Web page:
The Decline of Transit: Urban Transportation in German and U.S. Cities, 1900-1970

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Cambridge University Press, Apr 27, 1984 - History - 293 pages
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Automobiles dominate transportation today in most American cities. After World War II, urban planners embraced highway transportation as the solution to urban congestion, while mass transit was shunned as outmoded and appropriate only for older, densely populated cities. Yet the prolonged energy crisis, beginning in 1973, shattered most previously held attitudes about the role of mass transit, and it was now promoted as central to energy efficiency and rational land use. If mass transit is now possible and even desirable in new, auto-oriented cities - Los Angeles, Frankfurt, Tokyo - why did it decline in the first place? In examining the historical conditions that led to the current crisis of urban transportation, the book offers an explanation of past urban and economic policy failures. The Decline of Transit will be essential reading for urban planners, politicians, economists, historians, and all others interested in the state of urban transportation today.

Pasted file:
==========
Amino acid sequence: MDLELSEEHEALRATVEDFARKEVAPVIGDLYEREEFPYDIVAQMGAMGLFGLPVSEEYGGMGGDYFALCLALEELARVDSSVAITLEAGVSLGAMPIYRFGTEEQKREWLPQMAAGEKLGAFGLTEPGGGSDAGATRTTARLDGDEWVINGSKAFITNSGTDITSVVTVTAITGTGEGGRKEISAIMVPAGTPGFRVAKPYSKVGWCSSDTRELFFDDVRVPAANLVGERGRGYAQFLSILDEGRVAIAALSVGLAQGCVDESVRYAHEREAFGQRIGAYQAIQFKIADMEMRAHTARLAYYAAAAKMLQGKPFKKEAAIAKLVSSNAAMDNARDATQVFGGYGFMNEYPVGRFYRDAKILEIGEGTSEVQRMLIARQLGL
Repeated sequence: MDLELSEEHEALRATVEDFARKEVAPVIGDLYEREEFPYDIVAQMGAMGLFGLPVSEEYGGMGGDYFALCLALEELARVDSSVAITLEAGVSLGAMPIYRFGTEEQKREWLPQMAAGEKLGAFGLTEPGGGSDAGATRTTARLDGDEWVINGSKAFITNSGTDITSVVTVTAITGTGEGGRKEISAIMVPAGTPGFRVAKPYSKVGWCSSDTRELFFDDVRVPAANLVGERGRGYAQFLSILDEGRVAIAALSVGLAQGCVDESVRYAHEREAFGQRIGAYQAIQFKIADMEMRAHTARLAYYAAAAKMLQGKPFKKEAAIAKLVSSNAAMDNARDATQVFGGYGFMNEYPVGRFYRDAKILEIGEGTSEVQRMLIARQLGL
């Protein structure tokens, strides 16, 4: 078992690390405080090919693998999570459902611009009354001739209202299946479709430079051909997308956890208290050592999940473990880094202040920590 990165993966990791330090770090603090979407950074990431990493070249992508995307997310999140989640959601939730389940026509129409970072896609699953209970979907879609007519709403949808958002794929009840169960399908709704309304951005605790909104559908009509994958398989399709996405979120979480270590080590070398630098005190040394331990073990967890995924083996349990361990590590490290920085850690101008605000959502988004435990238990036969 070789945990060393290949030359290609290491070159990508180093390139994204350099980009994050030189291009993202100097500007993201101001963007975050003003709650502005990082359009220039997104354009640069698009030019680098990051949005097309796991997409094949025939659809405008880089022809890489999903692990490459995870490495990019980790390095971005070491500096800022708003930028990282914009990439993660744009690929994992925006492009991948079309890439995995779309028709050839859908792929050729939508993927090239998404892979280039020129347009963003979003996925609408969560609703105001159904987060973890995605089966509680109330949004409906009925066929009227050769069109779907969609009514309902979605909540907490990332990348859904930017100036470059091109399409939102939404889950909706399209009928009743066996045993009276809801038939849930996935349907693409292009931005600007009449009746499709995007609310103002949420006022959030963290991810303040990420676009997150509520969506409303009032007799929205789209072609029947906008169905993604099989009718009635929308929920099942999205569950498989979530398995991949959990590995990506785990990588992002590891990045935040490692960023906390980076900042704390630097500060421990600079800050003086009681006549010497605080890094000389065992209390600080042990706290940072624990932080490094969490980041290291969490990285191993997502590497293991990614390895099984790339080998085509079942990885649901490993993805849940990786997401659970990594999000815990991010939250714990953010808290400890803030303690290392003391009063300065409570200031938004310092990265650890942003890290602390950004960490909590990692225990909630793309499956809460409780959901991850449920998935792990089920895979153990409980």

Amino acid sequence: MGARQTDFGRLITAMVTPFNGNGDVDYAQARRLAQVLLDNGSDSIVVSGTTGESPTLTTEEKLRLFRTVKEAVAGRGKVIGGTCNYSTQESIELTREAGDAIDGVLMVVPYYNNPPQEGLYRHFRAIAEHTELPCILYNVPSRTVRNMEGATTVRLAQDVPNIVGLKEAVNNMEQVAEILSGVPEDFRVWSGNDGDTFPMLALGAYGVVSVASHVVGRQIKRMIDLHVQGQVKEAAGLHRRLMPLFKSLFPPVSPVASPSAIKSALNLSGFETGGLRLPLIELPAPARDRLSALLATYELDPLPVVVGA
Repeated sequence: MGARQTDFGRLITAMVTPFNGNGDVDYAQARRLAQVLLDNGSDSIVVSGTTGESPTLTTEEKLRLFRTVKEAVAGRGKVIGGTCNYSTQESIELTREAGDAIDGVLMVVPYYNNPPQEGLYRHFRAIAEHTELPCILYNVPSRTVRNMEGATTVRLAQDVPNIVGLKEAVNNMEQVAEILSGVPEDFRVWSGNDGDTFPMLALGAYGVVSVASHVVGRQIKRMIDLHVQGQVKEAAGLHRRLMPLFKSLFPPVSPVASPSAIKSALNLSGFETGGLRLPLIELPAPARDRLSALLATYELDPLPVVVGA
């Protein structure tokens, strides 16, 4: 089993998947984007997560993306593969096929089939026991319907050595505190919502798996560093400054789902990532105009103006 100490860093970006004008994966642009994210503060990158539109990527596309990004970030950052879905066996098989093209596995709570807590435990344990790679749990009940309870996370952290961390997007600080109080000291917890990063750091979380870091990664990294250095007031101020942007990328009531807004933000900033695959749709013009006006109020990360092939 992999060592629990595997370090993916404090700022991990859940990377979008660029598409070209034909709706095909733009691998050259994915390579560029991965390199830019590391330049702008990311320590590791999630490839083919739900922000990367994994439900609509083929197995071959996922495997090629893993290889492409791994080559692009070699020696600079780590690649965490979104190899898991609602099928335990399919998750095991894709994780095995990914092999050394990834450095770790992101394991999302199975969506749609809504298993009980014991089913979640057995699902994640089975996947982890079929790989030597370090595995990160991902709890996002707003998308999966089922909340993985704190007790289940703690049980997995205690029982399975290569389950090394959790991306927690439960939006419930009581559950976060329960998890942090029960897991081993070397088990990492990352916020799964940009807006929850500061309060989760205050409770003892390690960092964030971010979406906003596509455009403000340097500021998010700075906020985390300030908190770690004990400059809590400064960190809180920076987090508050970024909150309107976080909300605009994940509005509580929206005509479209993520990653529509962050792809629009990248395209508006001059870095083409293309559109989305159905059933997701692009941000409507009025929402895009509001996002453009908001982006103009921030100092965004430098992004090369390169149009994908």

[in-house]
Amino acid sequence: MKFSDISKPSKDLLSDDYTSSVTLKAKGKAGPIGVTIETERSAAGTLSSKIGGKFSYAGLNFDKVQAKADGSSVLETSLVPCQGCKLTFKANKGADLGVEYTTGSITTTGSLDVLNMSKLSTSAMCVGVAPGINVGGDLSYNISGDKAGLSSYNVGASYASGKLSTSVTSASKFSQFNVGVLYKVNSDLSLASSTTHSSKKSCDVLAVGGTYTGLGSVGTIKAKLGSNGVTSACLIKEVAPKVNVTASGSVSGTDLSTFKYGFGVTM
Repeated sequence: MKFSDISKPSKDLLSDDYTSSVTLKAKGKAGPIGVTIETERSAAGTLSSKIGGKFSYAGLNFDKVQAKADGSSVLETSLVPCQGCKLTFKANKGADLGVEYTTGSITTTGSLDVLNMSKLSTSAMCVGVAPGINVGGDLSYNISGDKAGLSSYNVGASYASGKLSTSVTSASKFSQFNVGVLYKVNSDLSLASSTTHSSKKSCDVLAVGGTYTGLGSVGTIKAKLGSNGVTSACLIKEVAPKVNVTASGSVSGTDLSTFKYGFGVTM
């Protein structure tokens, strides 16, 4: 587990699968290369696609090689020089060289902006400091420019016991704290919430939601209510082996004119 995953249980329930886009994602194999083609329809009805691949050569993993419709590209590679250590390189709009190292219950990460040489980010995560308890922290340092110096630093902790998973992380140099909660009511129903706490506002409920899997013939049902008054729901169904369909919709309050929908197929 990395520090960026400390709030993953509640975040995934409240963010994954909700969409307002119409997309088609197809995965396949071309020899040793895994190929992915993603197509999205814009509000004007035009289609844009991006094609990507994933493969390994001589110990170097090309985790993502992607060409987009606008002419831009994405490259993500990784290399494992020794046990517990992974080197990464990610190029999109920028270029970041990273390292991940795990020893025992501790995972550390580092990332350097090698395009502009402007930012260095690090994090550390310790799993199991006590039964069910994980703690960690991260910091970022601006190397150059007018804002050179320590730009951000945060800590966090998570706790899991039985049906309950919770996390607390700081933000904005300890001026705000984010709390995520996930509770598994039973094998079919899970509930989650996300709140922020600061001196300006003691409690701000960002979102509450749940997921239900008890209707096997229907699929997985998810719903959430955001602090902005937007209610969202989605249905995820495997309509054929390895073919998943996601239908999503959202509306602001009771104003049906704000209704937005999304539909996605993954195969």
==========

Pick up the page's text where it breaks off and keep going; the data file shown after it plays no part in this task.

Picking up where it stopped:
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Contents

The formation of national transportation
28
The formation of national transportation
49
the case of Frank
77
the case of Chicago
131
Urban transportation
176
Statistical appendix
214
Notes
236
References
266
Index
287
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About the author (1984)

Glenn Yago is Director of the Economic Research Bureau and Associate Professor of Management at the State University of New York at Stony Brook. He has testified before federal and state committees and his articles have appeared in The New York Times, The Wall Street Journal, and many other
publications. He is also a director and principal in both a start-up and a turnaround company.

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